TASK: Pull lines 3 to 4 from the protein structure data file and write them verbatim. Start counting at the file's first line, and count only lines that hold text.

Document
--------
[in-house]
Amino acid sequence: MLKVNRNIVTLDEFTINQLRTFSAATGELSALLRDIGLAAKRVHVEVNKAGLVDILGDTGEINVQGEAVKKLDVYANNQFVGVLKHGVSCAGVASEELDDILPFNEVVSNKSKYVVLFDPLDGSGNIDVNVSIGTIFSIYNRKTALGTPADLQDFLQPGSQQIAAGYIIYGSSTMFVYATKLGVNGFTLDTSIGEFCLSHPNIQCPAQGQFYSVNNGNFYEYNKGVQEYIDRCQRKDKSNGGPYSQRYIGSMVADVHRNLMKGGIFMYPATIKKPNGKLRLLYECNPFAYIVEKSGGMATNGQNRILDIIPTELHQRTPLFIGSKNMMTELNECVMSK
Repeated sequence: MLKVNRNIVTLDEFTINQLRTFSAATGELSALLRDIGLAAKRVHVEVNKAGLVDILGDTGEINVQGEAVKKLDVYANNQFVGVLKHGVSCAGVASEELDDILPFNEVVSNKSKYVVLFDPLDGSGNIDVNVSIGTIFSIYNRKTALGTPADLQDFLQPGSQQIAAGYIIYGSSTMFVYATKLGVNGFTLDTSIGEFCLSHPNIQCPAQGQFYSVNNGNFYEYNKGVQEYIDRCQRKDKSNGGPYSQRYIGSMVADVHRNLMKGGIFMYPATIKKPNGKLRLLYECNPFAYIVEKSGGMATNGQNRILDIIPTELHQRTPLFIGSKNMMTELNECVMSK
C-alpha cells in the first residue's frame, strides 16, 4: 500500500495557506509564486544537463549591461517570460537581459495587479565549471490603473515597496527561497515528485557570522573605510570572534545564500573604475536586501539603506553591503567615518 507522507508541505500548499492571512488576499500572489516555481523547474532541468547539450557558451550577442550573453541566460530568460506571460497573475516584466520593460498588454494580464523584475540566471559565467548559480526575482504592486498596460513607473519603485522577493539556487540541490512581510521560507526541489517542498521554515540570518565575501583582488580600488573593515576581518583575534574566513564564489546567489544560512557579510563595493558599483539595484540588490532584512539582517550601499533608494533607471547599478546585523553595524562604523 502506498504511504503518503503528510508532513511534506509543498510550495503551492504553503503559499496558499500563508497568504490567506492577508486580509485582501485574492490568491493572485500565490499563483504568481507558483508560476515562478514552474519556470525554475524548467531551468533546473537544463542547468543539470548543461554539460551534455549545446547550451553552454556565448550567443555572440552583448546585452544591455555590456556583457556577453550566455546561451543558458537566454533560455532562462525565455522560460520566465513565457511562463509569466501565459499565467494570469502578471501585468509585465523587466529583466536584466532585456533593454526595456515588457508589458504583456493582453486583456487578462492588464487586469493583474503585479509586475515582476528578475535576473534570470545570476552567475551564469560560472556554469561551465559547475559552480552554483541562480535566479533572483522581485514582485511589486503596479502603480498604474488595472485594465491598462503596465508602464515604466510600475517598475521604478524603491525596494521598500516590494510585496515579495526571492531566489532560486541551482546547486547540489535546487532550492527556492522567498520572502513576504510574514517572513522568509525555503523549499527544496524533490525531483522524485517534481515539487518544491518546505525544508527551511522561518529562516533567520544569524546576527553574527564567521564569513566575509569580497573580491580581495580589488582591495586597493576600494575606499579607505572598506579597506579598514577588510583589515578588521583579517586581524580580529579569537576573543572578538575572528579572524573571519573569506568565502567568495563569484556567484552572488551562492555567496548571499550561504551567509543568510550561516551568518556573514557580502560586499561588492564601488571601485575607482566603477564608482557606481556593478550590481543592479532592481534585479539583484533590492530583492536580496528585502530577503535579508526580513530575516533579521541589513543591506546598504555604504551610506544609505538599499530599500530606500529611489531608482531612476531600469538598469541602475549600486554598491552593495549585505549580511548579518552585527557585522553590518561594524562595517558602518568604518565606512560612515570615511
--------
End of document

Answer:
Repeated sequence: MLKVNRNIVTLDEFTINQLRTFSAATGELSALLRDIGLAAKRVHVEVNKAGLVDILGDTGEINVQGEAVKKLDVYANNQFVGVLKHGVSCAGVASEELDDILPFNEVVSNKSKYVVLFDPLDGSGNIDVNVSIGTIFSIYNRKTALGTPADLQDFLQPGSQQIAAGYIIYGSSTMFVYATKLGVNGFTLDTSIGEFCLSHPNIQCPAQGQFYSVNNGNFYEYNKGVQEYIDRCQRKDKSNGGPYSQRYIGSMVADVHRNLMKGGIFMYPATIKKPNGKLRLLYECNPFAYIVEKSGGMATNGQNRILDIIPTELHQRTPLFIGSKNMMTELNECVMSK
C-alpha cells in the first residue's frame, strides 16, 4: 500500500495557506509564486544537463549591461517570460537581459495587479565549471490603473515597496527561497515528485557570522573605510570572534545564500573604475536586501539603506553591503567615518 507522507508541505500548499492571512488576499500572489516555481523547474532541468547539450557558451550577442550573453541566460530568460506571460497573475516584466520593460498588454494580464523584475540566471559565467548559480526575482504592486498596460513607473519603485522577493539556487540541490512581510521560507526541489517542498521554515540570518565575501583582488580600488573593515576581518583575534574566513564564489546567489544560512557579510563595493558599483539595484540588490532584512539582517550601499533608494533607471547599478546585523553595524562604523 502506498504511504503518503503528510508532513511534506509543498510550495503551492504553503503559499496558499500563508497568504490567506492577508486580509485582501485574492490568491493572485500565490499563483504568481507558483508560476515562478514552474519556470525554475524548467531551468533546473537544463542547468543539470548543461554539460551534455549545446547550451553552454556565448550567443555572440552583448546585452544591455555590456556583457556577453550566455546561451543558458537566454533560455532562462525565455522560460520566465513565457511562463509569466501565459499565467494570469502578471501585468509585465523587466529583466536584466532585456533593454526595456515588457508589458504583456493582453486583456487578462492588464487586469493583474503585479509586475515582476528578475535576473534570470545570476552567475551564469560560472556554469561551465559547475559552480552554483541562480535566479533572483522581485514582485511589486503596479502603480498604474488595472485594465491598462503596465508602464515604466510600475517598475521604478524603491525596494521598500516590494510585496515579495526571492531566489532560486541551482546547486547540489535546487532550492527556492522567498520572502513576504510574514517572513522568509525555503523549499527544496524533490525531483522524485517534481515539487518544491518546505525544508527551511522561518529562516533567520544569524546576527553574527564567521564569513566575509569580497573580491580581495580589488582591495586597493576600494575606499579607505572598506579597506579598514577588510583589515578588521583579517586581524580580529579569537576573543572578538575572528579572524573571519573569506568565502567568495563569484556567484552572488551562492555567496548571499550561504551567509543568510550561516551568518556573514557580502560586499561588492564601488571601485575607482566603477564608482557606481556593478550590481543592479532592481534585479539583484533590492530583492536580496528585502530577503535579508526580513530575516533579521541589513543591506546598504555604504551610506544609505538599499530599500530606500529611489531608482531612476531600469538598469541602475549600486554598491552593495549585505549580511548579518552585527557585522553590518561594524562595517558602518568604518565606512560612515570615511